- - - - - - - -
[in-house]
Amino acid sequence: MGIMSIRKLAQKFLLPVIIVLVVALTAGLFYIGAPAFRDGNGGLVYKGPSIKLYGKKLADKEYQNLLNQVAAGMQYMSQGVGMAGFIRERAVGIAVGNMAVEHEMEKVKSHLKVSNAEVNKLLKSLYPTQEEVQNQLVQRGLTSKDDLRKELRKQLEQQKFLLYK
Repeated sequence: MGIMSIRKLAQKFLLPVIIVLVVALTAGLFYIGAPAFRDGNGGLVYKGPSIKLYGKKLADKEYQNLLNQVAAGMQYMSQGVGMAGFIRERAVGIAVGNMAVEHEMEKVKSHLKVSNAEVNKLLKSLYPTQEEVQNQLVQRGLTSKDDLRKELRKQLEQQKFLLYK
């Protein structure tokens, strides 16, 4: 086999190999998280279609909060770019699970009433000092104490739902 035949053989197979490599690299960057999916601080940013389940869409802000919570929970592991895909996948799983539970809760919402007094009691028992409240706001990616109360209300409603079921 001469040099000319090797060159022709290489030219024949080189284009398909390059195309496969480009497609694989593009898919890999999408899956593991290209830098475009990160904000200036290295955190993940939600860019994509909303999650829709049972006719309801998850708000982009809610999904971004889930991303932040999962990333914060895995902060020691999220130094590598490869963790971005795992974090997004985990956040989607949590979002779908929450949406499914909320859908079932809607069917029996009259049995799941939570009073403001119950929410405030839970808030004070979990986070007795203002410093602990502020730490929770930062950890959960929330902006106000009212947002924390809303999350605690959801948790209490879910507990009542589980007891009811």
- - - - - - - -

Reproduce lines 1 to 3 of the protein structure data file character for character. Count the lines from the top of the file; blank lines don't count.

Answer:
[in-house]
Amino acid sequence: MGIMSIRKLAQKFLLPVIIVLVVALTAGLFYIGAPAFRDGNGGLVYKGPSIKLYGKKLADKEYQNLLNQVAAGMQYMSQGVGMAGFIRERAVGIAVGNMAVEHEMEKVKSHLKVSNAEVNKLLKSLYPTQEEVQNQLVQRGLTSKDDLRKELRKQLEQQKFLLYK
Repeated sequence: MGIMSIRKLAQKFLLPVIIVLVVALTAGLFYIGAPAFRDGNGGLVYKGPSIKLYGKKLADKEYQNLLNQVAAGMQYMSQGVGMAGFIRERAVGIAVGNMAVEHEMEKVKSHLKVSNAEVNKLLKSLYPTQEEVQNQLVQRGLTSKDDLRKELRKQLEQQKFLLYK